Do your homework before buying into a complex

Owning in a sectional title scheme can be fraught with problems

Sectional title headaches all start with a P – pets, parking and people

After: Ana Capri building after being bought by Trafalgar Property Management and salvaged and rehabilitated to the tune of more than R20m. Picture: Supplied
After: Ana Capri building after being bought by Trafalgar Property Management and salvaged and rehabilitated to the tune of more than R20m. Picture: Supplied

Raw sewage in the corridors and a lift shaft filled with garbage up to the eighth floor is probably the most extreme case of a dysfunctional body corporate and a property investor's worst nightmare. But it illustrates what can happen when owners stop paying levies and don't take enough interest in the management of their property.

It's what happened a few years ago at Ana Capri, a block of flats in Durban's Albert Park, before it was bought by Trafalgar Property Management and is now a test case in body corporate rehabilitation. But it took years and more than R20m to salvage.

Michael Schaefer, a director at Trafalgar, says owning or living in a sectional title scheme is not for everyone and there's "a complete lack of understanding" of the laws governing it.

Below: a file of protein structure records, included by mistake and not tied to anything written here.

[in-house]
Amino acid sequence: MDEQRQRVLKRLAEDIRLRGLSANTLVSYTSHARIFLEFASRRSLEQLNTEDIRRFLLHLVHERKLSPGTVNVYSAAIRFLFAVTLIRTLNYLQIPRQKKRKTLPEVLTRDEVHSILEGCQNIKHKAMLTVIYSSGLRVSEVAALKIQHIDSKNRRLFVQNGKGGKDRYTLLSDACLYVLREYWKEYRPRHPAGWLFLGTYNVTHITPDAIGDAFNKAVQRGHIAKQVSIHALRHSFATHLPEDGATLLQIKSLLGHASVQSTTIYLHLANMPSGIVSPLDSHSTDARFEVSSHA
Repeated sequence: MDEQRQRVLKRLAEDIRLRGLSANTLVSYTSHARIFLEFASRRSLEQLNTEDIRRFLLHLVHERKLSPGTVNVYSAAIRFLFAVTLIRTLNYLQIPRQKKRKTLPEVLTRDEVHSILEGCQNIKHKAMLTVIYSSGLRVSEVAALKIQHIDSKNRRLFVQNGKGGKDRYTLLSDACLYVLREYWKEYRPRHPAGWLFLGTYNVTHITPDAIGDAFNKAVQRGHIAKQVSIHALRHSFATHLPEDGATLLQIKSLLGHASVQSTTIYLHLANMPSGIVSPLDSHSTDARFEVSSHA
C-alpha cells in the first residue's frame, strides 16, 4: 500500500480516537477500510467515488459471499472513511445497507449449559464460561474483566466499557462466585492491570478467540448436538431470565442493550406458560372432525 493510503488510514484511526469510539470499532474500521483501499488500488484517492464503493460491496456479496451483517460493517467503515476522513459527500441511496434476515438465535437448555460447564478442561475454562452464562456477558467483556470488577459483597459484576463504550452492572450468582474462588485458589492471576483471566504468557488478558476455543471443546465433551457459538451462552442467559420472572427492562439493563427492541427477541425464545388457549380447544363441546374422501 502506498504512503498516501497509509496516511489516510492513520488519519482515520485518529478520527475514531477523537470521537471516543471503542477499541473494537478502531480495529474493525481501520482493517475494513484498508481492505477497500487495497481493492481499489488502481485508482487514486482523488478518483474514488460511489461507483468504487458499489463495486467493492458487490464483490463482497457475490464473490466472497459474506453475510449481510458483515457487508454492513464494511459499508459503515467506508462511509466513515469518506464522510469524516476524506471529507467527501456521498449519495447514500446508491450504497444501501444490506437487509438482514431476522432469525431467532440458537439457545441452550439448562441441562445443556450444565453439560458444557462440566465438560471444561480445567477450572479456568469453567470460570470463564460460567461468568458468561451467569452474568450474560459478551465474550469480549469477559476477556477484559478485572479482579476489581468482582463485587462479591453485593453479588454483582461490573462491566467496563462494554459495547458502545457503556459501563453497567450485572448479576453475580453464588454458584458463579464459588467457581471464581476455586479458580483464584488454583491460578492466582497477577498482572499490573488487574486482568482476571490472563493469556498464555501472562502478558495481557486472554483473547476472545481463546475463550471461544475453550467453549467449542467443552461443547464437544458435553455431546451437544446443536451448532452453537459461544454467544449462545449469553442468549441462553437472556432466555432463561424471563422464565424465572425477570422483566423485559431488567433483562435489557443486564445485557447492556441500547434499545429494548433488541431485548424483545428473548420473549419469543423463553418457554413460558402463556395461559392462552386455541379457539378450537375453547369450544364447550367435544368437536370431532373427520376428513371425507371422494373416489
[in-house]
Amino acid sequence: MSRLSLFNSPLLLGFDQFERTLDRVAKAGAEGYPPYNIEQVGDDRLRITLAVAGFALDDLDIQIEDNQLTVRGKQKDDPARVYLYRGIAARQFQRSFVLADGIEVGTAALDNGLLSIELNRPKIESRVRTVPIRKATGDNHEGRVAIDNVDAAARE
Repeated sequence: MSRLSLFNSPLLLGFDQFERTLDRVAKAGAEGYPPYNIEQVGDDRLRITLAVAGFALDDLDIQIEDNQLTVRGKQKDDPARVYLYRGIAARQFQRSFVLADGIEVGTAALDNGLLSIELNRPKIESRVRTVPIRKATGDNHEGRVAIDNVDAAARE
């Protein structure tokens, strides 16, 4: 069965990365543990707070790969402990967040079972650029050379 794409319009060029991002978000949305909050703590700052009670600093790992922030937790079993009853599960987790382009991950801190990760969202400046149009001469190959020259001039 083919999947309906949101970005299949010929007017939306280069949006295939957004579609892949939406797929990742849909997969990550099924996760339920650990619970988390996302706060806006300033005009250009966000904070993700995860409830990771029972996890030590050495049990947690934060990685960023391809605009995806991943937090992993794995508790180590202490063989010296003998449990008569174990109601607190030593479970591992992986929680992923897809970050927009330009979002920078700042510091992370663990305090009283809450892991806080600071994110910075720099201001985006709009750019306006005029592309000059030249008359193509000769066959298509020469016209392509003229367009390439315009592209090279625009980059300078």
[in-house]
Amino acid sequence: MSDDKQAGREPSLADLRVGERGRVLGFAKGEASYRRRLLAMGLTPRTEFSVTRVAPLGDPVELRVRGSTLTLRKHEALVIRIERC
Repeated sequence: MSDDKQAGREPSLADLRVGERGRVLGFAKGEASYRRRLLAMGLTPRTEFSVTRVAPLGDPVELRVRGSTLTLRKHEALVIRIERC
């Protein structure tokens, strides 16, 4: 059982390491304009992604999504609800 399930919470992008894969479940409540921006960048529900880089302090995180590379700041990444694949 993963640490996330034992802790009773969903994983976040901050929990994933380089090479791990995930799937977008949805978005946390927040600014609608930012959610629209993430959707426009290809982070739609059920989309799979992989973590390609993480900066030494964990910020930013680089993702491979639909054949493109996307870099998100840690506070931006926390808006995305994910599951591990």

Attorney Marina Constas, the head of the sectional title and developments department at BBM Law, agrees. "At any time, we've got six attorneys dealing with disputes in bodies corporate."

Quoting "sectional title guru" the late Bob Gould, Schaefer says body corporate disputes tend to be about the three Ps - pets, parking and people.

"People with pets move into a complex that has a no-pets rule and it becomes hugely emotive. But if you buy into a scheme, you must respect the rules.

When people have no respect for their neighbours, it can be a major source of stress."
Trafalgar director Michael Schaefer.

"Parking is a major issue. There's seldom adequate parking, especially in the older schemes which weren't designed to accommodate lots of cars. And with some of the newer schemes, where developers have tried to maximise space, there is inadequate provision for parking," Schaefer says.

"People can be difficult. When people have no respect for their neighbours, it can be a major source of stress."

But disputes that arise between owners in sectional title can be more complex. "Exclusive-use areas are a massive issue, and most commonly misunderstood by owners, trustees and managing agents," says Coenie Groenewald, the COO at the National Association of Managing Agents.

An exclusive-use area is a part of the common property which an owner is entitled to use and enjoy exclusively. It can be a garage, garden, storeroom, parking bay or balcony."

Owners in a body corporate pay a levy determined by the floor area of their section in relation to the total floor area, sharing costs of maintaining the common property.

Exclusive-use areas don't attract a levy, but owners with exclusive-use areas must make an additional contribution to the body corporate to defray the costs associated with their area. The contribution is determined by the trustees and approved by the members as part of the scheme's budgets.